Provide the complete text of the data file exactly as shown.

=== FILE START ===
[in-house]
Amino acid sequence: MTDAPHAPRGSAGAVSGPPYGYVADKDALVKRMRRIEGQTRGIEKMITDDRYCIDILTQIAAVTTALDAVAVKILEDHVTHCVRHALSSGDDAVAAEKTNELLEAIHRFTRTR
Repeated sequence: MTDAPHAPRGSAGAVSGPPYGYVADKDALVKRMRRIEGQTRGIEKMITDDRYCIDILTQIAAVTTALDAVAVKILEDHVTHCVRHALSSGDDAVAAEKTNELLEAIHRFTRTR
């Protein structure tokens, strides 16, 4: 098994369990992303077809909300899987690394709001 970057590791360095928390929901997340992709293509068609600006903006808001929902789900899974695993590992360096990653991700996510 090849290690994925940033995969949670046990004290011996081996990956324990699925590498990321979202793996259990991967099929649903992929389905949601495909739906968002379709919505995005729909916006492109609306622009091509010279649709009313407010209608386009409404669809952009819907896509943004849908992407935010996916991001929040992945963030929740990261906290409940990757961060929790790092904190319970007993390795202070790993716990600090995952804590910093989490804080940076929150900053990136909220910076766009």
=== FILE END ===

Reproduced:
[in-house]
Amino acid sequence: MTDAPHAPRGSAGAVSGPPYGYVADKDALVKRMRRIEGQTRGIEKMITDDRYCIDILTQIAAVTTALDAVAVKILEDHVTHCVRHALSSGDDAVAAEKTNELLEAIHRFTRTR
Repeated sequence: MTDAPHAPRGSAGAVSGPPYGYVADKDALVKRMRRIEGQTRGIEKMITDDRYCIDILTQIAAVTTALDAVAVKILEDHVTHCVRHALSSGDDAVAAEKTNELLEAIHRFTRTR
């Protein structure tokens, strides 16, 4: 098994369990992303077809909300899987690394709001 970057590791360095928390929901997340992709293509068609600006903006808001929902789900899974695993590992360096990653991700996510 090849290690994925940033995969949670046990004290011996081996990956324990699925590498990321979202793996259990991967099929649903992929389905949601495909739906968002379709919505995005729909916006492109609306622009091509010279649709009313407010209608386009409404669809952009819907896509943004849908992407935010996916991001929040992945963030929740990261906290409940990757961060929790790092904190319970007993390795202070790993716990600090995952804590910093989490804080940076929150900053990136909220910076766009």